June 23, 2018

Colorado Court of Appeals: Multiple Counts of Identity Theft Proper for Multiple Instances with Same Victim

The Colorado Court of Appeals issued its opinion in People v. Allman on Thursday, August 10, 2017.

Identity Theft—Forgery—Theft from an At-Risk Adult—Merger—Sentence—Concurrent—Probation.

Using an alias, Allman presented himself to the victim as a businessman who had recently moved from Washington to Colorado. Allman moved into the victim’s basement, gained her trust, and when the victim left on vacation, Allman accessed the victim’s bank accounts and stole money from them. Allman also opened several credit cards in the victim’s name, moved out of her home, took her car, and obtained over $40,000 of credit in her name. Allman was convicted of eight counts of identity theft, two counts of forgery, one count of aggravated motor vehicle theft, and one count of theft from an at-risk adult. He was sentenced consecutively for some counts and concurrently for others.

On appeal, Allman argued that the convictions for identity theft are unconstitutionally multiplicitous and must merge into one conviction and sentence for that offense because identity theft is a continuing crime where, as here, the identity of only one victim has been stolen. The Colorado Court of Appeals concluded that the crime of identity theft under C.R.S. § 18-5-902(1)(a) is not a continuing course of conduct and, therefore, each discrete act of identity theft under that subsection is a separately chargeable offense.

Allman also appealed a number of sentencing issues. He first contended that his sentences for the identity theft counts should merge. The court rejected this argument based on its finding that identity theft is not a continuing crime. Second, Allman alternatively contended that the identity theft sentences should run concurrently because they are based on identical evidence. Because Allman’s eight convictions for identity theft were based on factually distinct evidence, the trial court was not required to impose concurrent sentences. Third, he argued that his sentence for two counts of forgery should run concurrently to each other and to one of his sentences for identity theft because he used the same credit card for all three offenses. The record is clear that neither forgery offense is factually identical to the other, nor is either of them factually identical to the identity theft count. Thus the trial court was not required to impose concurrent sentences for these offenses. Fourth, Allman argued that he was illegally sentenced to both the custody of the Department of Corrections and probation. Where, as here, a court sentences a defendant for multiple offenses in the same case, it may, within its discretion and subject to statutory limitations, impose imprisonment for certain offenses and probation for others, including probation consecutively to a period of incarceration. Fifth, Allman contended that his sentence for theft from an at-risk adult should run concurrently to his other sentences because the jury was not required to make a specific finding regarding exactly what Allman stole from the victim as the basis for that count. Under the circumstances of this case, the sentencing court was not required to order a concurrent sentence for the theft conviction.

The judgment and sentence were affirmed.

Summary provided courtesy of Colorado Lawyer.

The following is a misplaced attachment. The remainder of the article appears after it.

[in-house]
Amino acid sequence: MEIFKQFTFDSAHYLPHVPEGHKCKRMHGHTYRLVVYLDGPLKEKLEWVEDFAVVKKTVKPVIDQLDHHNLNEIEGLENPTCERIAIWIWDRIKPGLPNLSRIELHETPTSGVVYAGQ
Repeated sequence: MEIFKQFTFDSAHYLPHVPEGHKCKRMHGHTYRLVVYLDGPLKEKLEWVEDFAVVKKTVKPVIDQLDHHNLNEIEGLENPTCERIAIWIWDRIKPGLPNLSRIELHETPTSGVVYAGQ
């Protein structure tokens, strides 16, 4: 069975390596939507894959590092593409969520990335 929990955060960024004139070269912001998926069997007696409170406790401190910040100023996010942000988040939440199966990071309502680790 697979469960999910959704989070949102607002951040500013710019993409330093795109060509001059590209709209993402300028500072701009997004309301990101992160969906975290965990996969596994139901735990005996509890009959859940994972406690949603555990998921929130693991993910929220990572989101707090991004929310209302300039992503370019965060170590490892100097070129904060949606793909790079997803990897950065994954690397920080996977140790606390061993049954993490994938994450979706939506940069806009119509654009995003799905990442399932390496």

Colorado Court of Appeals: No Hearsay Exception Applied to Allow Introduction of Defendant’s Self-Serving Out-of-Court Statements

The Colorado Court of Appeals issued People v. Zubiate on Thursday, May 9, 2013.

Driving After Revocation Prohibited—Driving While Ability Impaired—Driving Under Restraint—Hearsay—Merger—Lesser Included Offense.

Defendant appealed her convictions entered following a jury trial for aggravated driving after revocation prohibited (aggravated DARP) and driving while ability impaired (DWAI). She also appealed her driving under restraint (DUR) conviction entered following her guilty plea to that offense, and the sentence imposed. The convictions were affirmed.

Defendant contended that the trial court erred in excluding an out-of-court statement concerning her fear of needles and, consequently, deprived her of her constitutional right to present evidence in her own defense. Specifically, defendant argued that the court erred in excluding her statement to Officer Rayside concerning her fear of needles because it was (1) offered for a non-hearsay purpose, (2) a statement against interest, and (3) a statement concerning her state of mind. Here, the statement was relevant only if it was offered for the truth of the matter asserted—namely, that defendant feared needles. Accordingly, it was hearsay. Because defendant’s statement was self-serving and the prosecution did not introduce evidence that defendant refused the test, none of the hearsay exceptions applied.

Defendant also contended that her DARP and DUR convictions should merge because DUR is a lesser included offense of DARP. The offenses do not merge, however, because proving the DARP elements does not necessarily establish DUR. DUR applies to offenses committed only on public ways. DARP, in contrast, does not require that the driver operate the vehicle on a highway. Accordingly, DARP is not limited to the highway and applies to private ways, as well. Because DUR requires proof of an additional fact that DARP does not—namely that a motor vehicle was driven on a highway—DUR is not a lesser included offense of DARP. Furthermore, because one could operate a vehicle without necessarily driving it, the offenses do not merge under the strict elements test. Therefore, DUR is not a lesser included offense of DARP. Accordingly, defendant’s convictions and sentences for both offenses do not merge.

Summary and full case available here.